Notes: S&P 500, Gold, DJ-UBS Commodity Index returns exclude reinvested dividends (gold does not pay a dividend) and the three-, five-, and 10-year returns are annualized; the DJ Equity All REIT TR Index does include reinvested dividends and the three-, five-, and 10-year returns are annualized; and the 10-year Treasury Note is simply the yield at the close of the day on each of the historical time periods.

Sources: Yahoo! Finance, Barron’s, djindexes.com, London Bullion Market Association.

Past performance is no guarantee of future results. Indices are unmanaged and cannot be invested into directly. N/A means not applicable.

if aesop was right, europe may eventually reach the end of recession. You’ve heard about the tortoise and the hare. It’s a fable that has much to say about unequal partners, overconfidence, and perseverance – topics that leaders of the European Union (EU) may ponder when they’re not poking and prodding member states in efforts to provoke structural reform and growth.

Last year, the head of the European Central Bank (ECB) announced that ECB would do whatever it took to save the euro. Nine months later, Europe still is plodding through recession. During the first three months of this year, gross domestic product in the region declined slightly year-to-year. The European Commission projects the decline will be a bit bigger over the full year (down 0.4 percent). That, however, will be an improvement over 2012’s 0.6 percent contraction.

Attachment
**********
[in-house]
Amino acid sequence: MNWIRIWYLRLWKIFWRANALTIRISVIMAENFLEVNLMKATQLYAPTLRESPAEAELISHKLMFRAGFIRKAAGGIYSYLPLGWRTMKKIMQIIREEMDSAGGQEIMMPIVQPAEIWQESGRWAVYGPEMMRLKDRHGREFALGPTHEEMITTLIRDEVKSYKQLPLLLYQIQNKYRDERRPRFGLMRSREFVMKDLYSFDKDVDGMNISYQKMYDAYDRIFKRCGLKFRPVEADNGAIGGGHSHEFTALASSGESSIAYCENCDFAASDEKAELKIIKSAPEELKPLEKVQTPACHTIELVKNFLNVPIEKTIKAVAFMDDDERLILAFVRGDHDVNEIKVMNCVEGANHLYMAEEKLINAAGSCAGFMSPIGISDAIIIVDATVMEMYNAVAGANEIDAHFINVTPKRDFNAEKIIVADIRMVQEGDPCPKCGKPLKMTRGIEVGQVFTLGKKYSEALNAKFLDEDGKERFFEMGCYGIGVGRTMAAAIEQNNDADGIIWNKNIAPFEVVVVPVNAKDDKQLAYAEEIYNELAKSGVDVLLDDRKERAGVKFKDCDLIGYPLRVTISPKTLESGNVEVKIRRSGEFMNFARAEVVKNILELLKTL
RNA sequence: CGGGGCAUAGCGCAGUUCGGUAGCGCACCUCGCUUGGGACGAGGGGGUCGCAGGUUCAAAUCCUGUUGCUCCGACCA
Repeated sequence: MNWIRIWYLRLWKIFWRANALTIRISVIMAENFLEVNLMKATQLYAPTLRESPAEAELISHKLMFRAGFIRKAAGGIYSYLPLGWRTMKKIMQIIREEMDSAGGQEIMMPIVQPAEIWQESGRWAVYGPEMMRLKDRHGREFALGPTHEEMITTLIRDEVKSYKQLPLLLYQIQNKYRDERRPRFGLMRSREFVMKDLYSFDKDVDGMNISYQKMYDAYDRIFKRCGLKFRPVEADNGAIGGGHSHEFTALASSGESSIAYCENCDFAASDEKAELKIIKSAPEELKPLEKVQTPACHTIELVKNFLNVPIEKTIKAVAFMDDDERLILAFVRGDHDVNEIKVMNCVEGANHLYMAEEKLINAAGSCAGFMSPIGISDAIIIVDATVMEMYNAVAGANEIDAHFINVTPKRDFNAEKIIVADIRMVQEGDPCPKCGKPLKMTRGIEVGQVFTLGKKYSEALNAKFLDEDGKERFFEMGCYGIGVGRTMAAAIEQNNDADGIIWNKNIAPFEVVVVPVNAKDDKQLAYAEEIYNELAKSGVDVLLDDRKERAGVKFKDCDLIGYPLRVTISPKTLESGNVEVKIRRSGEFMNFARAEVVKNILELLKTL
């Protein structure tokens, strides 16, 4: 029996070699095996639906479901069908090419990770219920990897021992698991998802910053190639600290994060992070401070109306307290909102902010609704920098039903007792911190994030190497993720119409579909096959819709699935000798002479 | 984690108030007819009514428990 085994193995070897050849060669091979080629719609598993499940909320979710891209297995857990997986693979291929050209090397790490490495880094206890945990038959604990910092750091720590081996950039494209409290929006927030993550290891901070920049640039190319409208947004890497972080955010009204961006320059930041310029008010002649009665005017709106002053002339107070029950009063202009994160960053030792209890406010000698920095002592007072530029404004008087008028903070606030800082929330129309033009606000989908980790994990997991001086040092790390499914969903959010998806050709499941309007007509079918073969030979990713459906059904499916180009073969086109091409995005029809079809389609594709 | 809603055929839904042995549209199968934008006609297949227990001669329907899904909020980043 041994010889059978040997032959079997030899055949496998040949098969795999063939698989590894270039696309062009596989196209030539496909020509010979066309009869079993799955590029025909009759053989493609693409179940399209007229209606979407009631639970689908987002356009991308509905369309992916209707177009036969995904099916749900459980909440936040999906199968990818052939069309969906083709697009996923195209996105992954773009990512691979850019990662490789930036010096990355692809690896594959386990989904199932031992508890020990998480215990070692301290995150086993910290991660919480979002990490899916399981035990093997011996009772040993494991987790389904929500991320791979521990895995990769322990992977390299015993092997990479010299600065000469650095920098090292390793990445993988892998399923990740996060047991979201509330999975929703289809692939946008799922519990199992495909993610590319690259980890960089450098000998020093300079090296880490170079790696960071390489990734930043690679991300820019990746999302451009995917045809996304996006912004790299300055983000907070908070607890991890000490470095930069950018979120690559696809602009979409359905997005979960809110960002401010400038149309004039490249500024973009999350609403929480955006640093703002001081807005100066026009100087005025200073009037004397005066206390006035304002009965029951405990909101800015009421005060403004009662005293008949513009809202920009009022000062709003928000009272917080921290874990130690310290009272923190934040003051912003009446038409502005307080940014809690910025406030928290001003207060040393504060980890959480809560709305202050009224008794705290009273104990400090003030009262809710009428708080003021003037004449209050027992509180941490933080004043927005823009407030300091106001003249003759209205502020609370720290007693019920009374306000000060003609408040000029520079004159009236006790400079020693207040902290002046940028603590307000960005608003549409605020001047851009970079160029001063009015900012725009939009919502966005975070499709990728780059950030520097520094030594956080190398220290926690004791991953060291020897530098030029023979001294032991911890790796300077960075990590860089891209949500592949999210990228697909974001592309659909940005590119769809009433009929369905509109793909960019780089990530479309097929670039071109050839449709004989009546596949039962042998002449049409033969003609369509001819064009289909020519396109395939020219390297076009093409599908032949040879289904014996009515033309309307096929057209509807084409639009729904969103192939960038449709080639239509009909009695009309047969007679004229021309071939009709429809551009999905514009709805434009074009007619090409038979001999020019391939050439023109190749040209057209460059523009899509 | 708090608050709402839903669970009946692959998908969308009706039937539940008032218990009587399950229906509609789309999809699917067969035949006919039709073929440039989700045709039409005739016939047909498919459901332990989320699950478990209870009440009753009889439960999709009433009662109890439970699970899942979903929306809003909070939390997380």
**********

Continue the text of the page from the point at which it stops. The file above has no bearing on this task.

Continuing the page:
The good news, according to The Economist, is current account deficits (the difference between a country’s total imports and its total exports) and primary budget balances (budgets without interest payments included) have improved in many EU countries. In fact, this year it appears the biggest primary budget deficit (about 3.9 percent) belongs to the United Kingdom. The bad news is government debt levels remain very high in many EU nations. In May, Peter Praet, a member of the ECB’s executive board, said:

“…the euro area needs to persevere in fiscal consolidation efforts and reduce steadily the government debt ratio. Despite the important progress on fiscal consolidation, debt ratios have yet failed to stabilize in most euro area countries…The euro area government debt ratio is projected to rise further to above 95% of GDP in 2013 – far above the 60% Maastricht reference value – with debt ratios displaying large differences across countries.”